REVIEW! GEORGE @ Camden People’s Theatre

Presented by Contingency Theatre
Camden People’s Theatre
Part of Sprint Festival
12 March

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GEORGE is happy at home, in his village, but when an opportunity comes up to meet the wealthy and powerful J in the big city, how can he refuse? He doesn’t want to get left behind, does he?

This creepy and kinetic piece is about losing ourselves to the rat race – not the most original sentiment, but still relevant, and presented in such an original and exciting way. Contingency Theatre have, in their first full-length show, combined scathing social satire and original choreography to make a show like no other I’ve ever seen.

Barbara Blanka is exceptional as GEORGE – active, engaging and emotional through his struggle with how to fit in and retain a sense of self. Max Percy and Igor Smith, along with no costume changes and almost no props, become a range of people and places, pushing or pulling GEORGE into his new role. They are, by turns, vulnerable, intimidating, jocular or inane. There is scripted dialogue, but more interesting is the physical theatre, which is stunning and well executed.

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The live music and lighting design support the performances, bringing the audience into GEORGE’s increasingly claustrophobic world.

This show is about being a young person in a time that might not be now, but may as well be. We’re in a precarious place, economically and environmentally, and we’re in a constant state of panic. GEORGE brings this to life in a fun and funny way. Contingency Theatre is going to be one to watch out for – because if their first show is this strong, I look forward to their future developments.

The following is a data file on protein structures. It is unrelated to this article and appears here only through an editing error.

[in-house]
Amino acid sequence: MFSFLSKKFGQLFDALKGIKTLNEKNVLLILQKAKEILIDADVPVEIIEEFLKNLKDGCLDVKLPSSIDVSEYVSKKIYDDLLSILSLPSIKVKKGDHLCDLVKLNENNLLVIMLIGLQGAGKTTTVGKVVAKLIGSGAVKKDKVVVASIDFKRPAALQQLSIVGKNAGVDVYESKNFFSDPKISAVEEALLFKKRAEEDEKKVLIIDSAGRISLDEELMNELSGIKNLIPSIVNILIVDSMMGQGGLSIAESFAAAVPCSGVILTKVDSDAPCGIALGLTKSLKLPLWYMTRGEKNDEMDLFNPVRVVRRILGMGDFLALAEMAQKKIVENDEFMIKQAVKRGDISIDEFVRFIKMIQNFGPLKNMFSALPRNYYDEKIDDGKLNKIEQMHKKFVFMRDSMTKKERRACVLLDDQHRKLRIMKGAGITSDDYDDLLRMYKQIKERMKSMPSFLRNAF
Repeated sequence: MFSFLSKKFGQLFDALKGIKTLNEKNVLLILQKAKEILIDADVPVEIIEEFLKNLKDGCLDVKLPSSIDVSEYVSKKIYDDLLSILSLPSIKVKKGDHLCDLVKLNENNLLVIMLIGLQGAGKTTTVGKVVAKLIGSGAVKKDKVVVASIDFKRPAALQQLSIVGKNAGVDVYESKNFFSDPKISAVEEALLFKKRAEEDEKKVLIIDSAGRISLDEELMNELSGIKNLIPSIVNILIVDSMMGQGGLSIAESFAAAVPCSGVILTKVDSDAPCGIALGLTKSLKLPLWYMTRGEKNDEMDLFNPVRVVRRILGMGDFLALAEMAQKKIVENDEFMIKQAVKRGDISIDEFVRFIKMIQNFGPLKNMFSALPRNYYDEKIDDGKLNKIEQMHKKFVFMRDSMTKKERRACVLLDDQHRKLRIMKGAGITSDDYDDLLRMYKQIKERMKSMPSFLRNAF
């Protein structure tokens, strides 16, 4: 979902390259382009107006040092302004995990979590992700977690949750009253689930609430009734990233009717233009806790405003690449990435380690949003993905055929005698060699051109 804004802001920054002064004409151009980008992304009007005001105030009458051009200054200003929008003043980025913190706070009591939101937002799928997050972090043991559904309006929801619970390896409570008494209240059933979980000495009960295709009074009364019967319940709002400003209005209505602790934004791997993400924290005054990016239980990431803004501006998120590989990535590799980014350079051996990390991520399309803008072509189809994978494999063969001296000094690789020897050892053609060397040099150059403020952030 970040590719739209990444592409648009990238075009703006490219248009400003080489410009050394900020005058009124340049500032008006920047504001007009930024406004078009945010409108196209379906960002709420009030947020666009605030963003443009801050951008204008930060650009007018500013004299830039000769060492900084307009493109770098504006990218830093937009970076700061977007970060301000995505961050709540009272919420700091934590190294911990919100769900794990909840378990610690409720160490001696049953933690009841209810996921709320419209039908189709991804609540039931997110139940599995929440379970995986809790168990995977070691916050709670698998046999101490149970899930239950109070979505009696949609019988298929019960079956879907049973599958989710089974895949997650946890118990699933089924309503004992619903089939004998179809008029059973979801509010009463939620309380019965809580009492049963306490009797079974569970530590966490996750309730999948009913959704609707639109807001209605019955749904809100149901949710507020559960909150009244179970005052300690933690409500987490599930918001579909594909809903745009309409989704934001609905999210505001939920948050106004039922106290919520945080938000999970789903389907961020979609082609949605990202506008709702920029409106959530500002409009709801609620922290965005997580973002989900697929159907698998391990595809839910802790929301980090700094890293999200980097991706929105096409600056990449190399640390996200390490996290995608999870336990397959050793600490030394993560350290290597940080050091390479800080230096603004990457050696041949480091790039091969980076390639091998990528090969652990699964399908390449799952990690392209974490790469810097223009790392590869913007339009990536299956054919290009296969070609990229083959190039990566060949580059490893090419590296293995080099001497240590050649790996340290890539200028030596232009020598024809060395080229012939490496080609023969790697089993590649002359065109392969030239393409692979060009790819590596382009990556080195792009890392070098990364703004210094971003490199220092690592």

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Previous review: Church of the Sturdy Virgin @ Vault

Elephant and Castle, Tom Adams and Lillian Henley @ Camden People’s Theatre

9th – 20th October 2018

Presented by Tom Adams and Lillian Henley

Elephant and Castle is a haunting, experimental piece of gig-theatre presented by husband and wife Tom Adams and Lillian Henley exploring the science and romantic impact of Adam’s parasomnia – sleep talking/walking.

A mattress propped up at the back of the stage begins to shake before creeping forward towards the audience – we hear a recording of someone whimpering, crying out layered with sounds of electrocution. It’s unsettling, to say the least. But then the mattress flips down and Henley and Adams bounce onto the bed in match-clash paisley pyjamas, find us with their eyes, and begin to sing their story, regaling us with when they first met and their later struggles with Adam’s parasomnia.

Henley’s hauntingly beautiful voice heightens the domestic tragedy of the songs, indicative of the show’s off-beat, quirky humour. This is a show that is not afraid to sit in its authored awkwardness. Elephant and Castle is equally generous and odd – cocooned by a Lynchian atmosphere. Recordings made over 3 years sample the strangeness of Adam’s night time ramblings, and are played in the darkness between transitions.